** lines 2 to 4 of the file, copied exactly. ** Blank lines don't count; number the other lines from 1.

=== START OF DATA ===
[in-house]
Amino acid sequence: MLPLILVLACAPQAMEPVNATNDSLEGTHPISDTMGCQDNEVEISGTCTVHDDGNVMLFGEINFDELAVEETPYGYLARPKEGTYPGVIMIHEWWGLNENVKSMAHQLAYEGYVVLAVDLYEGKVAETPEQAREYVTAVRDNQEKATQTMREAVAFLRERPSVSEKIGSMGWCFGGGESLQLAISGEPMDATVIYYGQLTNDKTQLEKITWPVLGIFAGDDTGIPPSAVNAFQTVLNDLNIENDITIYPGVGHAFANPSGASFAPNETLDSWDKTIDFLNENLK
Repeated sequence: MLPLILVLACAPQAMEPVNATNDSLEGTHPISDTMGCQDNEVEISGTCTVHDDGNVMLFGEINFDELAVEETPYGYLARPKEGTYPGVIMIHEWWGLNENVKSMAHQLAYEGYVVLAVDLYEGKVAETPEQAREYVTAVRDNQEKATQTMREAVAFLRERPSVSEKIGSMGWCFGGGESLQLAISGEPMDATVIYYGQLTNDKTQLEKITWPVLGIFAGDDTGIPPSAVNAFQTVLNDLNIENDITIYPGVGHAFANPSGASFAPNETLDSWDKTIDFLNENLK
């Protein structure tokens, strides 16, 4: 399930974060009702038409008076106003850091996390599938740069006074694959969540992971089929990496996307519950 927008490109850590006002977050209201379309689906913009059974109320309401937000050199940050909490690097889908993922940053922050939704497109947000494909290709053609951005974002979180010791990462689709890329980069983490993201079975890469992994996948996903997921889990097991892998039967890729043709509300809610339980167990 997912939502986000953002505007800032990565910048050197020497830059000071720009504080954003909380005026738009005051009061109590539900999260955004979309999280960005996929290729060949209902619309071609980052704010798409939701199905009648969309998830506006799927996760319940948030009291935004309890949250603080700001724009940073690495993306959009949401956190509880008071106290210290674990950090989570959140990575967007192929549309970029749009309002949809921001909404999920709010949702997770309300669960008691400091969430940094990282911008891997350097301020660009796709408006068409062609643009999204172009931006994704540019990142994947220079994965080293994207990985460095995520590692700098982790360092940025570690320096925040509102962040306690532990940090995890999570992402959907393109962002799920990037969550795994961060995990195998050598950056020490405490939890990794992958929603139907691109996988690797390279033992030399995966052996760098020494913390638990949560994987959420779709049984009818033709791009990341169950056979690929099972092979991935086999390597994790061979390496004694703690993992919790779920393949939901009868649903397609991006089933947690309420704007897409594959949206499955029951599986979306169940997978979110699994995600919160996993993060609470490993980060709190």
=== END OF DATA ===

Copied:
Amino acid sequence: MLPLILVLACAPQAMEPVNATNDSLEGTHPISDTMGCQDNEVEISGTCTVHDDGNVMLFGEINFDELAVEETPYGYLARPKEGTYPGVIMIHEWWGLNENVKSMAHQLAYEGYVVLAVDLYEGKVAETPEQAREYVTAVRDNQEKATQTMREAVAFLRERPSVSEKIGSMGWCFGGGESLQLAISGEPMDATVIYYGQLTNDKTQLEKITWPVLGIFAGDDTGIPPSAVNAFQTVLNDLNIENDITIYPGVGHAFANPSGASFAPNETLDSWDKTIDFLNENLK
Repeated sequence: MLPLILVLACAPQAMEPVNATNDSLEGTHPISDTMGCQDNEVEISGTCTVHDDGNVMLFGEINFDELAVEETPYGYLARPKEGTYPGVIMIHEWWGLNENVKSMAHQLAYEGYVVLAVDLYEGKVAETPEQAREYVTAVRDNQEKATQTMREAVAFLRERPSVSEKIGSMGWCFGGGESLQLAISGEPMDATVIYYGQLTNDKTQLEKITWPVLGIFAGDDTGIPPSAVNAFQTVLNDLNIENDITIYPGVGHAFANPSGASFAPNETLDSWDKTIDFLNENLK
């Protein structure tokens, strides 16, 4: 399930974060009702038409008076106003850091996390599938740069006074694959969540992971089929990496996307519950 927008490109850590006002977050209201379309689906913009059974109320309401937000050199940050909490690097889908993922940053922050939704497109947000494909290709053609951005974002979180010791990462689709890329980069983490993201079975890469992994996948996903997921889990097991892998039967890729043709509300809610339980167990 997912939502986000953002505007800032990565910048050197020497830059000071720009504080954003909380005026738009005051009061109590539900999260955004979309999280960005996929290729060949209902619309071609980052704010798409939701199905009648969309998830506006799927996760319940948030009291935004309890949250603080700001724009940073690495993306959009949401956190509880008071106290210290674990950090989570959140990575967007192929549309970029749009309002949809921001909404999920709010949702997770309300669960008691400091969430940094990282911008891997350097301020660009796709408006068409062609643009999204172009931006994704540019990142994947220079994965080293994207990985460095995520590692700098982790360092940025570690320096925040509102962040306690532990940090995890999570992402959907393109962002799920990037969550795994961060995990195998050598950056020490405490939890990794992958929603139907691109996988690797390279033992030399995966052996760098020494913390638990949560994987959420779709049984009818033709791009990341169950056979690929099972092979991935086999390597994790061979390496004694703690993992919790779920393949939901009868649903397609991006089933947690309420704007897409594959949206499955029951599986979306169940997978979110699994995600919160996993993060609470490993980060709190």